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After the glue dried, I attached the front bezel to the housing using a piece of Whiteside Ultimate I purchased at Woodpeckers. This exercise was a turning point for me. You can see how this drill leaves a beautiful surface, it’s unbelievable.

I then milled a few more nuts for the drawer fronts using a plane and jointer. I cut the fronts of the drawers so that we had a ⅛ inch opening on all sides, then traced the corner radius on the drawer fronts. All these corners are slightly different, so this process requires a lot of adjustments.

I sanded down to my line with the oscillating sander and continued to check the fit until it was where I wanted it.

Mid Century Modern Walnut End Tables

Before gluing the back to the case I sanded the whole piece down well, make sure to sand the inside well while I still have access to it.

Mcm Two Drawer Walnut End Table

I used plywood for the back. I cut it to size and glued and nailed it to the back. After the glue dried, I placed it on the router table and also added a heavy bevel. If you shave the edge so that the bevel touches the side of the piece, the back panel essentially disappears.

Finally, I added a ⅛-inch radius nose to the outer and inner edges of the front bezel as well as the drawer front.

Then it was time to work on the drawers. I actually had enough walnut plywood to make the drawers, so I went with that. While I cut the sides of the drawers, let’s talk about Purebond plywood, one of the sponsors of today’s project. I love using their plywood, which is formaldehyde free, made in the USA, and of the highest quality. It is available exclusively at Home Depot, click here for more information.

With the sides of the drawers cut to size, I cut the bottoms of the drawers from ¼” plywood and it was time to assemble.

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First, I put some glue on the bottom of the drawer and temporarily installed the sides of the drawer with glue and nails. I then attached the bottom of the drawer to the sides with clips, making sure everything was square before attaching. I then reinforced all the corners with 1 ¼ inch screws and then reinforced the bottom with the same screws. The process is very quick and simple and results in a very durable drawer.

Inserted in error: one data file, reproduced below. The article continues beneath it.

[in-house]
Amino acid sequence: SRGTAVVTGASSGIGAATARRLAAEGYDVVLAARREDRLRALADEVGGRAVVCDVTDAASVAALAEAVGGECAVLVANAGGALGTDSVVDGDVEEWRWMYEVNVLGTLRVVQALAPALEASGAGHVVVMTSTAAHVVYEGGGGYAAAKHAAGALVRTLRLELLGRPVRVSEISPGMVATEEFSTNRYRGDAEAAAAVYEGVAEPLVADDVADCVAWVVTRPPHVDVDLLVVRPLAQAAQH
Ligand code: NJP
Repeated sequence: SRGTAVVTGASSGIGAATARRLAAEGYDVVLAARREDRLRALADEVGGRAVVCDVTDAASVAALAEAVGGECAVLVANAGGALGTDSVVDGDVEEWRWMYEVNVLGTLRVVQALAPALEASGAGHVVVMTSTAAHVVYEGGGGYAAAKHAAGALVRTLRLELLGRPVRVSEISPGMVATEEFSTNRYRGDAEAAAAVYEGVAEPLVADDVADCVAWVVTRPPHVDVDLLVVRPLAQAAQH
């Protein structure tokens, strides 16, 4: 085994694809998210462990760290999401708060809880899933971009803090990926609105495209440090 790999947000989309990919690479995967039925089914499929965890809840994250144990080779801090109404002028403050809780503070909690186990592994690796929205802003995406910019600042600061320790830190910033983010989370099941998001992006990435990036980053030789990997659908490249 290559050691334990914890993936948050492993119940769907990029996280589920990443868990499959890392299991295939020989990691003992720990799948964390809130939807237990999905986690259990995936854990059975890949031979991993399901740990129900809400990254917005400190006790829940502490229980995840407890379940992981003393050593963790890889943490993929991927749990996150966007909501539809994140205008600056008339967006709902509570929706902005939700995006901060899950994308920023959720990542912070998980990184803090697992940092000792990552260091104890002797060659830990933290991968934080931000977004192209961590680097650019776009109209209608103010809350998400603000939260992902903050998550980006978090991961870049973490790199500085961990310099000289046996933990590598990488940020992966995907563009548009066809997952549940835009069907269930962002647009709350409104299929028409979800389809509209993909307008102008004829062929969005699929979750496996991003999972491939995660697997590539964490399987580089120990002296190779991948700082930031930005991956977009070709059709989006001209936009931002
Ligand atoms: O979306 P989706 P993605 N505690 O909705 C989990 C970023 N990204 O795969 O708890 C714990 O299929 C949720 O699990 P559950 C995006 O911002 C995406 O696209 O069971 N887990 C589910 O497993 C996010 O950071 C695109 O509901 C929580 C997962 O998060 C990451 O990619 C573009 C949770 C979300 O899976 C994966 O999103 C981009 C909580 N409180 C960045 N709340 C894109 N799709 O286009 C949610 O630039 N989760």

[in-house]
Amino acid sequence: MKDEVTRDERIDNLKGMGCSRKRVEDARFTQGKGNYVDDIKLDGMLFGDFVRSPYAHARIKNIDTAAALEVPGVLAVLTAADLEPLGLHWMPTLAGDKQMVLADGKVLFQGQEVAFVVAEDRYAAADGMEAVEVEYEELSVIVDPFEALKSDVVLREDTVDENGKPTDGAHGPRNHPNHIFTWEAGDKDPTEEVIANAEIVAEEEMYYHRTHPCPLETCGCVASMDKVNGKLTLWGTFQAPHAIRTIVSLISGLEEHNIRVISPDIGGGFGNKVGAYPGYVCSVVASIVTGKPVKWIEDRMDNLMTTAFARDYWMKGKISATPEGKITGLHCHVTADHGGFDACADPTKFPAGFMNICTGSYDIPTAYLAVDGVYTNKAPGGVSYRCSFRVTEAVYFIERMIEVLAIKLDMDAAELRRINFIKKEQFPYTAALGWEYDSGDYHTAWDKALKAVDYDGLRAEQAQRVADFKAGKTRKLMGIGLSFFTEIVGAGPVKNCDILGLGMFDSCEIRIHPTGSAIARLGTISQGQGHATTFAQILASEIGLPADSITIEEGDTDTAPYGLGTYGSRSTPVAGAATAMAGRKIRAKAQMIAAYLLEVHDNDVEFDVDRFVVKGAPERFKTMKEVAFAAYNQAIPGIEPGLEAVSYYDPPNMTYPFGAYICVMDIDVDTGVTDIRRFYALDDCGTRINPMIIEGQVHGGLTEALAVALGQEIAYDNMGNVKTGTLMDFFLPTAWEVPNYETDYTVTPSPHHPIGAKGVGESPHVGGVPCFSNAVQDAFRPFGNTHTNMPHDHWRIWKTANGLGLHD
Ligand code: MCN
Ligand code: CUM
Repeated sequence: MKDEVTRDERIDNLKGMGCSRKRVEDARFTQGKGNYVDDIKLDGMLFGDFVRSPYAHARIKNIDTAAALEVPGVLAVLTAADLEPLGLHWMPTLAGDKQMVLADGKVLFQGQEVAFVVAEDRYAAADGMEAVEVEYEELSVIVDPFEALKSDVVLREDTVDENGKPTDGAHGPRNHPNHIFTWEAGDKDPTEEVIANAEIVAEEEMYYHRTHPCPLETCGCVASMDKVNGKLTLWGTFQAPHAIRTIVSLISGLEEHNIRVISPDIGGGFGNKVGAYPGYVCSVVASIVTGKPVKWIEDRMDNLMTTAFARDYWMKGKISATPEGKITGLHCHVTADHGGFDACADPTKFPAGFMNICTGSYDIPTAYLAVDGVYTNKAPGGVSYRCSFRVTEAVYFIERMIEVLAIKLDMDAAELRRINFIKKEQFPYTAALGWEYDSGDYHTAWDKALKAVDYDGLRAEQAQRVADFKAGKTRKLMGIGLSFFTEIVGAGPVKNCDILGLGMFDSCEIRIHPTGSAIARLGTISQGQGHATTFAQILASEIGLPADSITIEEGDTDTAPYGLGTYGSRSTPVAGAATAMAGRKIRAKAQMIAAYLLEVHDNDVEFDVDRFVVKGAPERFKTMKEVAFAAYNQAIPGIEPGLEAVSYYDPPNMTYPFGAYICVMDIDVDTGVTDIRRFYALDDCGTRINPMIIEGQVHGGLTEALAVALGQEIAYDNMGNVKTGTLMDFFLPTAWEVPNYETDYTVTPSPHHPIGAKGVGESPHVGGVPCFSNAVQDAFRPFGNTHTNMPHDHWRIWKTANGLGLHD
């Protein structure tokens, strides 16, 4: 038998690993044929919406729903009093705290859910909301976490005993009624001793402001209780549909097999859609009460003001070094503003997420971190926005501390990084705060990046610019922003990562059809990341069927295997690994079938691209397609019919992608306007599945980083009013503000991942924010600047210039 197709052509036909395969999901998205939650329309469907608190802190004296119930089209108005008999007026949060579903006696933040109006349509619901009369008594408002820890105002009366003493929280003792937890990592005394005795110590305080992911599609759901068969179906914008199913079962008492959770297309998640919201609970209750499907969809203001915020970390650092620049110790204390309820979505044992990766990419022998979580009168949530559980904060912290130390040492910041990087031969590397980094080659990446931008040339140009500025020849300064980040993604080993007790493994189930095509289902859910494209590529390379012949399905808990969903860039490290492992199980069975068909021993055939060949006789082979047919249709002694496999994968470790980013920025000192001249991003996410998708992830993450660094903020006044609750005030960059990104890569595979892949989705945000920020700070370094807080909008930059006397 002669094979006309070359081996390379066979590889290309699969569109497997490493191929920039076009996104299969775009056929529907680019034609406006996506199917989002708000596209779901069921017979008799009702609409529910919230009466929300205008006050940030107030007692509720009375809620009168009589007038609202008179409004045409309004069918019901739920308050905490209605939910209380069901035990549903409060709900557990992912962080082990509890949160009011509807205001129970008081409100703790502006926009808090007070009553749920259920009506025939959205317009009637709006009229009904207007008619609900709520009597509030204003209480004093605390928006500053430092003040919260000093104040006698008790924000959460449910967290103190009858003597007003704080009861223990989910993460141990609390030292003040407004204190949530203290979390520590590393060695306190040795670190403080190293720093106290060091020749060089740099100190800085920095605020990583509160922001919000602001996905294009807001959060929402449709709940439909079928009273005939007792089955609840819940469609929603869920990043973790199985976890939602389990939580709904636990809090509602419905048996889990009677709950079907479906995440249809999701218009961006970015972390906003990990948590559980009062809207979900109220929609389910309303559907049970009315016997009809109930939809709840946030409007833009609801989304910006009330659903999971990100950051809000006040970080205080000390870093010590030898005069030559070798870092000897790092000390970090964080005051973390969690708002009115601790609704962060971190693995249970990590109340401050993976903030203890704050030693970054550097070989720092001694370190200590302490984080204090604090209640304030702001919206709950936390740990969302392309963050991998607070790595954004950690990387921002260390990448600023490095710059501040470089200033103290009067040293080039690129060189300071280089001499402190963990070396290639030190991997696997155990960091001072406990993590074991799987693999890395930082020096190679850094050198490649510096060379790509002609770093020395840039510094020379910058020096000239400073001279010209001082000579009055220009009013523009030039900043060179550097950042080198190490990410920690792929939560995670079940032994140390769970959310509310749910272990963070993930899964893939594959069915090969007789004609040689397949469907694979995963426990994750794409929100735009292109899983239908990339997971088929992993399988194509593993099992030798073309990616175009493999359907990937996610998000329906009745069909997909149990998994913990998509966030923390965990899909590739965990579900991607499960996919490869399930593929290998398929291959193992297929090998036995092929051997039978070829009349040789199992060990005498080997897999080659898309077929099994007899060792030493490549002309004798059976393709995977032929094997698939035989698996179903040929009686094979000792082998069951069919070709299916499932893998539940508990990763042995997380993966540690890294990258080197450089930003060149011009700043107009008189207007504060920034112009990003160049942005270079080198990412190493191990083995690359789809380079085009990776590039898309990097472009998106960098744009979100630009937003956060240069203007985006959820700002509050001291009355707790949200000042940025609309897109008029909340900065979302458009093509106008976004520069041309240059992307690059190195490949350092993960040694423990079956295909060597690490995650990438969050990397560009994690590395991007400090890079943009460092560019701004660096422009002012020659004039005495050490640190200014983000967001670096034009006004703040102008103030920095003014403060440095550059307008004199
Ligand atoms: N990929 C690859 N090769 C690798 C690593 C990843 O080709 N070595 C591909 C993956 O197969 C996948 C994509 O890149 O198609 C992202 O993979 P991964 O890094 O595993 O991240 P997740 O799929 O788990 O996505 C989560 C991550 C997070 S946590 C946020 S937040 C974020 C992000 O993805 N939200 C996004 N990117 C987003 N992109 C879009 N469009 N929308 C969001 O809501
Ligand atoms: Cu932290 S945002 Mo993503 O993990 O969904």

Then the turn ended. Off camera I sanded some more, turned all the parts 180 and then dusted them off. To finish I used Waterlux, one of the sponsors of today’s video. As you can see here, Waterlux is one of my favorite finishes for walnut because it really brings out the grain.

Waterlux is a combination of tung oil and resin and creates a really strong, waterproof coating that’s also beautiful. Tung oil penetrates the wood while the resins remain elastic, and this compound resists wear well.

Mid Century Modern Walnut End Tables

Then I installed the drawers. I used these bottom mounted drawer slides. They were a bit complicated to install, but I did.

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With the drawers installed, I was able to install the drawer fronts. I used the card trick to create the proper spacing around the drawer front, then temporarily attached the drawer front with double-sided tape. This held the drawer front in place long enough to be permanently attached with 1¼-inch screws.

Then I installed the handles in front of the drawer. I used these brushed brass pulls which I think would look great with this mid-century modern style piece. I used this drawer knob jig to line everything up and had to drive screws through to get to the drawer and drawer front.

The last step was to attach the legs, which was a super simple process. I simply made the posts, pre-drilled the holes and then screwed them. These Rockler I-Semble stands are pre-painted and have mounting screws.

This was a really interesting build because it used a technique I had never tried before: cutting. This process allows you to create a unique piece that